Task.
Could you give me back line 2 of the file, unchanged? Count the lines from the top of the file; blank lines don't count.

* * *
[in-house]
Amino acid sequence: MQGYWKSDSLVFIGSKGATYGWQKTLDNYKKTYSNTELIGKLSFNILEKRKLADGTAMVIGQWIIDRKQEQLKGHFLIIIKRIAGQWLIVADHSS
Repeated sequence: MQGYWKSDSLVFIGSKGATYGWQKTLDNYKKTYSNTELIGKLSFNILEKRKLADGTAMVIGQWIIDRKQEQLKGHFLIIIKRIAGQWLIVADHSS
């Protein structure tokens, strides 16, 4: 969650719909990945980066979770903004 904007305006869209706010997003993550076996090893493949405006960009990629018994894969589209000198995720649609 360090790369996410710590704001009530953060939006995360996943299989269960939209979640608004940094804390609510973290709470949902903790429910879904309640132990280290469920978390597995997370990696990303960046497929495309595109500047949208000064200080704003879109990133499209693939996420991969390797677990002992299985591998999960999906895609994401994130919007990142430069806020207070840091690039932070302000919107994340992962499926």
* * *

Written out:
Amino acid sequence: MQGYWKSDSLVFIGSKGATYGWQKTLDNYKKTYSNTELIGKLSFNILEKRKLADGTAMVIGQWIIDRKQEQLKGHFLIIIKRIAGQWLIVADHSS